“STAR WARS” CREATURE CREATOR PASSES INTO THE FORCE
The creative genius behind the aliens in George Lucas’ original “Star Wars” trilogy, passed away Tuesday in London at the age of 98, from complications related to his age. While a diminutive man in person, Stuart Freeborn was a giant in his field. From classic film makeup for the likes of Marlena Deitrich to character makeup such as Peter Sellers’ in Stanley Kubrick‘s “Dr. Strangelove”, to full scale creature creations, he pioneered it all. His creatures ran the gamut from full-body suits for the man-apes in Kubrick’s “2001: A Space Odyssey” to giant puppets like Jabba the Hutt in “Star Wars.”
Last season, one of the challenges on SyFy’s “FaceOff” was to create a creature that would fit into the Mos Eisley cantina scene. The winners of the challenge would have their creation pictured on the official starwars.com website. The creatures developed by the various teams were pretty amazing – I just wish they’d gotten Stuart to be a judge!
“Star Wars” director George Lucas said in a statement that Freeborn was “already a makeup legend” when he started working on “Star Wars.”
“He brought with him not only decades of experience, but boundless creative energy,” Lucas said. “His artistry and craftsmanship will live on forever in the characters he created. His “Star Wars” creatures may be reinterpreted in new forms by new generations, but at their heart, they continue to be what Stuart created for the original films.”
Freeborn’s granddaughter, Michelle Freeborn, who lives in Wellington, New Zealand, said her grandfather was “like a hero” to her and inspired her and her late father to get into the movie business, too.
“He was a really fun and imaginative individual. He gave you the feeling that if you wanted to achieve something, you should just get on and do it, and don’t ever use excuses. He enjoyed life and the amazing world we live in.”
Born in London in 1914, Freeborn was the son of a Lloyds of London insurance broker, who was somewhat disappointed when his son chose to follow a different path. He began his film career in the 1930s, working for Hungarian-born director Alexander Korda, and with stars including Marlene Dietrich and Vivien Leigh.
After air force service during World War II, he worked on British classics including “The Life and Death of Colonel Blimp” and David Lean’s 1948 version of “Oliver Twist, transforming a young Alec Guinness into the evil Fagin. For a look at that amazing process, through a series of 10 photos, click here.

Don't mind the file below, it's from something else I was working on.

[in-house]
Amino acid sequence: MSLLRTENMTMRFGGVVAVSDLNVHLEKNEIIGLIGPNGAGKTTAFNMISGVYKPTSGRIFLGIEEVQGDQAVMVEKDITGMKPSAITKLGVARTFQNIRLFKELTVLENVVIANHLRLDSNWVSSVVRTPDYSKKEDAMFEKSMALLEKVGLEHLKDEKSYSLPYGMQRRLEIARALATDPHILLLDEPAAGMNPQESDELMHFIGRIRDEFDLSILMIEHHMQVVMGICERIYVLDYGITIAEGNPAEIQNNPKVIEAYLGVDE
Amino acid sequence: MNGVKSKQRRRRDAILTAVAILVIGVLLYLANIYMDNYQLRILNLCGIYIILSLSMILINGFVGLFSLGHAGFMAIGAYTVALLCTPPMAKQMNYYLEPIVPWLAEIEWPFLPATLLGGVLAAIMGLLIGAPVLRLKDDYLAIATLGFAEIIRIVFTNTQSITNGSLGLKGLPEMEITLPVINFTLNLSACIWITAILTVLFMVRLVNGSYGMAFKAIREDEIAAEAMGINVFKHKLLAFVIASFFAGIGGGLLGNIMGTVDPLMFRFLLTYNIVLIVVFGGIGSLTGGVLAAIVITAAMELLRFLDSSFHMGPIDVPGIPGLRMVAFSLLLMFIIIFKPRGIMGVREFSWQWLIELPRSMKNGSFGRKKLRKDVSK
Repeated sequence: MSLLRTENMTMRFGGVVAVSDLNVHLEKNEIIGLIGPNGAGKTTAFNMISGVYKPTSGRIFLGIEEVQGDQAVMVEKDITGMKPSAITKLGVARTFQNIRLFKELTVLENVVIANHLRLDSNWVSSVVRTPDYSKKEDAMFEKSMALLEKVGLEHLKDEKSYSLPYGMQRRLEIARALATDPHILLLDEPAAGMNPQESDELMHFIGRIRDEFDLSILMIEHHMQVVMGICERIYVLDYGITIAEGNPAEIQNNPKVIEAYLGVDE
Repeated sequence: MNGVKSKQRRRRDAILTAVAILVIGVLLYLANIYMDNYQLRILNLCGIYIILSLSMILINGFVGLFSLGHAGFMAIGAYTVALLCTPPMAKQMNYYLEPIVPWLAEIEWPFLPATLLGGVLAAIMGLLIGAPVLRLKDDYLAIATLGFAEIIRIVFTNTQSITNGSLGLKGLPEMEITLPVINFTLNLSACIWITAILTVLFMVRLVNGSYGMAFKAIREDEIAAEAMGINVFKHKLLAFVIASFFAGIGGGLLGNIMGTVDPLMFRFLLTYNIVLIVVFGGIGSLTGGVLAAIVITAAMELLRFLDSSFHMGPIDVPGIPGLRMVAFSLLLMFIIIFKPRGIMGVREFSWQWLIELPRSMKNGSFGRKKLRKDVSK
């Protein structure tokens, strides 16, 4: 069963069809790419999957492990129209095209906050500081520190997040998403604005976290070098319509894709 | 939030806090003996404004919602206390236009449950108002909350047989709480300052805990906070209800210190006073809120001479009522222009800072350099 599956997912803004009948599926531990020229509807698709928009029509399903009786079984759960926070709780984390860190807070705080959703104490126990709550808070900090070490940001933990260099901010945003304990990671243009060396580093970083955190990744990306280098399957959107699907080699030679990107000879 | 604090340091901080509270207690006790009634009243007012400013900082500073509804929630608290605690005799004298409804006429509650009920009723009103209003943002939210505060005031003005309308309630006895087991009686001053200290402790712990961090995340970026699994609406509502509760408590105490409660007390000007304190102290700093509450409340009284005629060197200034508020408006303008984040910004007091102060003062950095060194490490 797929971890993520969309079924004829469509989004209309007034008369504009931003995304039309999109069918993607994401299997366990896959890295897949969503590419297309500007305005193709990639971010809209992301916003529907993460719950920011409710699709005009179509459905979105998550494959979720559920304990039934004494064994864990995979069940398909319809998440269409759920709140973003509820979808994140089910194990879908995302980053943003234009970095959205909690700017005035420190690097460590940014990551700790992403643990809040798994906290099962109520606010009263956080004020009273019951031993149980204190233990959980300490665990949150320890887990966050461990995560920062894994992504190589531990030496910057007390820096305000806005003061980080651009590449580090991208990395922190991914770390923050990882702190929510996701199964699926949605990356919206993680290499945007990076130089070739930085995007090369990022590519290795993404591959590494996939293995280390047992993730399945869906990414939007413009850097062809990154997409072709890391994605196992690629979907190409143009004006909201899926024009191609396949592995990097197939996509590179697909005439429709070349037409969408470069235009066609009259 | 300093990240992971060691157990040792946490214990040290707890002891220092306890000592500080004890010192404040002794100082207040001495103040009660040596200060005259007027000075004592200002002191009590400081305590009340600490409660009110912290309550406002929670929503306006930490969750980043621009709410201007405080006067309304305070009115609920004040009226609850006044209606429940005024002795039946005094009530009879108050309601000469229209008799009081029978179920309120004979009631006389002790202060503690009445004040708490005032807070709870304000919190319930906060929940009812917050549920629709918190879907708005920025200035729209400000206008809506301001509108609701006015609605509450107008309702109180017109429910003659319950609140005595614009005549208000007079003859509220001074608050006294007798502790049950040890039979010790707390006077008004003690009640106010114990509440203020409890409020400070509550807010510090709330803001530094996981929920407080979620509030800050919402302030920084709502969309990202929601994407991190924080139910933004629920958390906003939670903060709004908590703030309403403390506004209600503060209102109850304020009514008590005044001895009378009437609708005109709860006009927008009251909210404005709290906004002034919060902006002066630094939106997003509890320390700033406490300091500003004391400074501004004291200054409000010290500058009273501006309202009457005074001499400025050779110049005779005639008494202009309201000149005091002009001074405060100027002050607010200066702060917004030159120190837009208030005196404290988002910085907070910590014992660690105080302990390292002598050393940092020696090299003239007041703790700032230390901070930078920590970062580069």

Freeborn later worked with Stanley Kubrick, transforming Peter Sellers into multiple characters for “Doctor Strangelove” before designing the apes for “2001″‘s “Dawn of Man” sequence. But he will probably be best remembered for his creature creations for the first “Star Wars” trilogy. From Jabba the Hutt (a puppet that took three people inside to operate) to the 7′ tall Chewbacca to the Ewoks and his personal favorite, Yoda.
LucasFilm said that Irvin Kershner, who directed “The Empire Strikes Back,” would “note that Freeborn quite literally put himself into Yoda, as the Jedi master’s inquisitive and mischievous elfin features had more than a passing resemblance to Freeborn himself.” (Yoda’s looks were also said to be partly inspired by Albert Einstein.)
Nick Maley, a makeup artist who worked with Freeborn in the 1970s, called him a mentor who “ran his department like a headmaster.”
“It was my years working with him that helped me learn how to think, how to solve problems, how to not take the most obvious path. Everybody will remember him for ‘Star Wars,’ but he did so much more than that. No one should overlook the groundbreaking work he did on ’2001: A Space Odyssey.’ That was really the forerunner of ‘Star Wars’ and used a lot of the same technology.”
For a look at a wonderous photo montage of Freeborn’s work, click here.
Freeborn’s wife, Kay, died in 2012. His three sons — Roger, Ray and Graham — also predeceased him. In addition to Michelle, Freeborn is survived by seven grandchildren and a number of great-grandchildren.